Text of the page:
‘Completely demoralised’ – why the NHS targets have pushed me to go private

'Completely demoralised' – why the NHS targets have pushed me to go privateAs 2022 rolls in, NHS dental providers will now have to deliver 85% of their contracts as part of the new targets.

The news sparked a wave of backlash, with many clinicians and associations arguing that the figure is unrealistic in the current climate.

We speak to Sarah Canavan, an associate based in the East Midlands, about why she is turning to private dentistry as her career lifeline.

What’s your dental background?

I qualified in 1995 and worked as a dental nurse in an NHS practice while at university. I worked in community dental service for first 15 years of my career and in practice to date so I’ve always been involved in the NHS. Now I work as an associate in a mixed practice in the East Midlands.

How do you currently feel as a clinician?

I feel completely demoralised. We as the dental profession via the BDA have fought our corner and argued our case for years regarding the need for contract reform. And, more recently, for the unreasonable targets we have been set to be kept at a more manageable level but have been ignored at all points by NHSE and the government.

It’s frustrating to say the least for the team and also our patients who bear the brunt of an appalling NHS contract.

Due to the increased targets, which are not taking into consideration staff and patient sickness, we now have the worry of clawback. It makes me laugh when NHSE and the government bang on about mental well-being but happily ignore the fact that they are destroying ours.

Why have you made the decision to go private?

I have always provided private dental treatment as well as NHS treatment. My private income is the only thing that allowed me to continue to be an NHS dentist.

In my experience, especially as I have had no increase in NHS income for over a decade but a definite increase in the cost of living, I cannot make enough income as a 100% NHS dentist to break even let alone earn a living.

I’m 51 and I should be at least comfortable financially, but I’m not. The only way I can decrease my financial concerns is to step away from the NHS and the stresses the current NHS contract inflict upon us. Even more importantly is the service I can or can’t provide to my patients.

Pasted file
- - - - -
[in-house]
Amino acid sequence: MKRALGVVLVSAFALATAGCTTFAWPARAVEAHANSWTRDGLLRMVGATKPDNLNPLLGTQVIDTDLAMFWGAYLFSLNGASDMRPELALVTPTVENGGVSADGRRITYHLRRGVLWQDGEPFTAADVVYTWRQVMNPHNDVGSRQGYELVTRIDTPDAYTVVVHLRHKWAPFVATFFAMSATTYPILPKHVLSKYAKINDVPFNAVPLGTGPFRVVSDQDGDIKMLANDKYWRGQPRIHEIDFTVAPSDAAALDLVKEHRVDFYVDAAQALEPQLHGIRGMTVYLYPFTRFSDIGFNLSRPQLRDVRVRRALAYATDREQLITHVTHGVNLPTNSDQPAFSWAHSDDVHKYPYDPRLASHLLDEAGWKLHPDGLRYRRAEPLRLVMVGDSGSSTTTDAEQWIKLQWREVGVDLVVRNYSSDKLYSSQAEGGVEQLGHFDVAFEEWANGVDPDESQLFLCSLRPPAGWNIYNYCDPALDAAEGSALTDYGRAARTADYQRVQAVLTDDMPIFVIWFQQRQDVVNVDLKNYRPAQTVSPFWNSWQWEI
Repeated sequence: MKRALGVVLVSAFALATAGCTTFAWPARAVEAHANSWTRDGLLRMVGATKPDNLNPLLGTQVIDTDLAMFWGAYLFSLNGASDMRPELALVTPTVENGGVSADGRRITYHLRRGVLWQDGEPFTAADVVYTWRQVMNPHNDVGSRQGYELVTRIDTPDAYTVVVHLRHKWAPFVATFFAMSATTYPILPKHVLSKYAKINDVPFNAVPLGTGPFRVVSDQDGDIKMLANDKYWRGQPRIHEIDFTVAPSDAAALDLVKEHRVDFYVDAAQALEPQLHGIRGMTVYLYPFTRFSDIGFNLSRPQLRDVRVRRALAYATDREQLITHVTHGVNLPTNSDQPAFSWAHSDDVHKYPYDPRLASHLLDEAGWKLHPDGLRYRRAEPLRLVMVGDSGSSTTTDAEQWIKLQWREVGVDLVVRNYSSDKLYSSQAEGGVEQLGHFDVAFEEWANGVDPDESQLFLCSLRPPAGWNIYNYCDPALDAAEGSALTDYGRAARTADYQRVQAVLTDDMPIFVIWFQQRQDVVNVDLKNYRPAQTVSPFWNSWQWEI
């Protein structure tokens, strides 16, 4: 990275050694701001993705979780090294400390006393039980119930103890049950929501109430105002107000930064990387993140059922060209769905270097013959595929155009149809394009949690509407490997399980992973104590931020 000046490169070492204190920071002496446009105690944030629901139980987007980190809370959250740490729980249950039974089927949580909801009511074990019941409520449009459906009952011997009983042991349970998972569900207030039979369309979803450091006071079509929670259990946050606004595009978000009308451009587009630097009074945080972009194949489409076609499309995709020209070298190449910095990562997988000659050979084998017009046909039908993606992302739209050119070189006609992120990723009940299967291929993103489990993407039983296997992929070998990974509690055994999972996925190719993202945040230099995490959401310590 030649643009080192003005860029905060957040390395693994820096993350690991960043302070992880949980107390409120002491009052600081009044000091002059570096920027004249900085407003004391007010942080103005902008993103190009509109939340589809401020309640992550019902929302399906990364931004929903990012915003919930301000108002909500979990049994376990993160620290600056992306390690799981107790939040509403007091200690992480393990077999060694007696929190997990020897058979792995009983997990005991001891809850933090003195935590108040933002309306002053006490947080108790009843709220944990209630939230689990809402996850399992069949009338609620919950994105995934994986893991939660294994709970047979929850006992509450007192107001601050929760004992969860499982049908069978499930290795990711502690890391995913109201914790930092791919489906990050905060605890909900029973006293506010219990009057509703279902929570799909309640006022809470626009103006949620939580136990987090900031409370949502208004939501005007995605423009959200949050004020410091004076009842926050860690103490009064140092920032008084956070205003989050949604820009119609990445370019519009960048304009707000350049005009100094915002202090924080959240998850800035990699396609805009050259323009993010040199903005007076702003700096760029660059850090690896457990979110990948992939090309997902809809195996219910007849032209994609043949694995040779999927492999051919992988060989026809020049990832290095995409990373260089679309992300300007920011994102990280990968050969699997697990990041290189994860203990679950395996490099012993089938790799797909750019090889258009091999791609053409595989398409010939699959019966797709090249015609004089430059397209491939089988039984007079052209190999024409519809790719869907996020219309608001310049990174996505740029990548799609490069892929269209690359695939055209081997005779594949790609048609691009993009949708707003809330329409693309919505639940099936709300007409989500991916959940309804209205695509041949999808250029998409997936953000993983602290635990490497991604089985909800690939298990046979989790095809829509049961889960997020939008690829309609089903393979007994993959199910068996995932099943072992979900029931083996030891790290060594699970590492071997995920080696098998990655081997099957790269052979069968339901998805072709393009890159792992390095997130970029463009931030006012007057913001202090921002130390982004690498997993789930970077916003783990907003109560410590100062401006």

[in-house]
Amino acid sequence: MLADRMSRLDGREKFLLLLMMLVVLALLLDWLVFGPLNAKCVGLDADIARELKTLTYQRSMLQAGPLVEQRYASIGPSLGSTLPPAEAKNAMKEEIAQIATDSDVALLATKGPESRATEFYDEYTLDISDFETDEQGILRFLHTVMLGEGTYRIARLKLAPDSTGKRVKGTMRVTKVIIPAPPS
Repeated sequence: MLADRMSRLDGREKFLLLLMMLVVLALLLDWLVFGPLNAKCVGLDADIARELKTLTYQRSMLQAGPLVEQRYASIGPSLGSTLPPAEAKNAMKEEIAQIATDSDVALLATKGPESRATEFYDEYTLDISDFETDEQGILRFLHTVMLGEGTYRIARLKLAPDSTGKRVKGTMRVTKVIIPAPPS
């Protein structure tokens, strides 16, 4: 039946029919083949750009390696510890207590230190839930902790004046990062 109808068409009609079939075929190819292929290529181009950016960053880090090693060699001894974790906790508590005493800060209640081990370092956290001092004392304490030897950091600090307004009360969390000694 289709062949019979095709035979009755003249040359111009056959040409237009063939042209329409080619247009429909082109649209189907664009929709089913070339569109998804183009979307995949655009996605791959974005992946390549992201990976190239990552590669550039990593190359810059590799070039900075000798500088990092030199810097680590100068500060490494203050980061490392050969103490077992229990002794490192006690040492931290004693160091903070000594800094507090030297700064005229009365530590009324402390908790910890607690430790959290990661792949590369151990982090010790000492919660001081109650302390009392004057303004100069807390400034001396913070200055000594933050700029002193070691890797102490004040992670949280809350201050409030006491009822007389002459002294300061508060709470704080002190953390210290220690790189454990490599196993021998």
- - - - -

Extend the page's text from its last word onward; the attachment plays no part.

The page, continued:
Don’t get me wrong I always give the time and care required to all my patients, both NHS or private. But this has become unaffordable as an NHS dentist. I am primarily a caregiver and have had a real moral dilemma making this decision. But I have to be realistic as I am also a homeowner with a mortgage and multiple work-related bills to pay.

Has this ever been a consideration before?

It’s something I’ve considered but there’s no doubt that the pandemic has fine-tuned my decision. Not so much because of changes to SOPs or lockdowns etc. But the total realisation that NHSE have absolutely no concerns for the plight of NHS dentistry either for the dental team or our patients.

The total disregard for the arguments made on behalf of the profession by the BDA has been the nail in the coffin for me.

Do you think the new targets will damage NHS dentistry?

I’m not sure where NHSE are getting their figures but in my experience the majority of NHS practices struggled to reach 65% let alone 85%. That was prior to the Omicron variant resulting in multiple staff absences and patient cancellations. We now have the added stresses of clawback to worry about.

It’s exhausting to be honest. You can’t consider annual leave because you won’t hit your targets and God forbid you are sick yourself.

In an ideal world, what would you want to see done to help NHS dental providers?

Short term set realistic targets. This isn’t dentists wanting something for nothing – we expect to work for our money but NHSE have to listen to what we and the BDA say. Long term it’s contract reform. UDAs are not fit for purpose and we are laughed at openly by our overseas colleagues when they realise what the system is.

The public need to appreciate that the government only budget to provide NHS treatment for 50% of the population but want us to provide a full but ultimately undefined service to the whole population for this.

They either need to give us more money to provide a full service for the whole population. Or accept the fact that we can only provide a core service for the 50% they bother to budget for.

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